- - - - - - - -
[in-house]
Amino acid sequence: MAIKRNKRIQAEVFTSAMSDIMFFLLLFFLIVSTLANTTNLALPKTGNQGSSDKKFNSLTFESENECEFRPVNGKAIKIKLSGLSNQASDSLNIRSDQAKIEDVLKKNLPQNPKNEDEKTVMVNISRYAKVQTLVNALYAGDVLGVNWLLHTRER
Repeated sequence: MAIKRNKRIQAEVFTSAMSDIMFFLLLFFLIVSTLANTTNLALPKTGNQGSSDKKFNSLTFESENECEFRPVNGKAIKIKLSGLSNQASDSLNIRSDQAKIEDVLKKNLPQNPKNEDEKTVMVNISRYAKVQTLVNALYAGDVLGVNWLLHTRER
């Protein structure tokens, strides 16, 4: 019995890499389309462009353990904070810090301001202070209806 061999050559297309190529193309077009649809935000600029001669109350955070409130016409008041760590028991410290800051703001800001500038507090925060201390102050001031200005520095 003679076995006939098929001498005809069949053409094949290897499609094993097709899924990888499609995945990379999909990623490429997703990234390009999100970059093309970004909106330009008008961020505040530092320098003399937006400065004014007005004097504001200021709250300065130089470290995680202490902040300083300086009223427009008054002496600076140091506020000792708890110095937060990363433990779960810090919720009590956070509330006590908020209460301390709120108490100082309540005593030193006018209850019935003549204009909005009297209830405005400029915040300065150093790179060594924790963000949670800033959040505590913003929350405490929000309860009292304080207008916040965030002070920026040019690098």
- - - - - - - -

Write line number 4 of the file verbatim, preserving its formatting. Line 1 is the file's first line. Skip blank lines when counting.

């Protein structure tokens, strides 16, 4: 019995890499389309462009353990904070810090301001202070209806 061999050559297309190529193309077009649809935000600029001669109350955070409130016409008041760590028991410290800051703001800001500038507090925060201390102050001031200005520095 003679076995006939098929001498005809069949053409094949290897499609094993097709899924990888499609995945990379999909990623490429997703990234390009999100970059093309970004909106330009008008961020505040530092320098003399937006400065004014007005004097504001200021709250300065130089470290995680202490902040300083300086009223427009008054002496600076140091506020000792708890110095937060990363433990779960810090919720009590956070509330006590908020209460301390709120108490100082309540005593030193006018209850019935003549204009909005009297209830405005400029915040300065150093790179060594924790963000949670800033959040505590913003929350405490929000309860009292304080207008916040965030002070920026040019690098």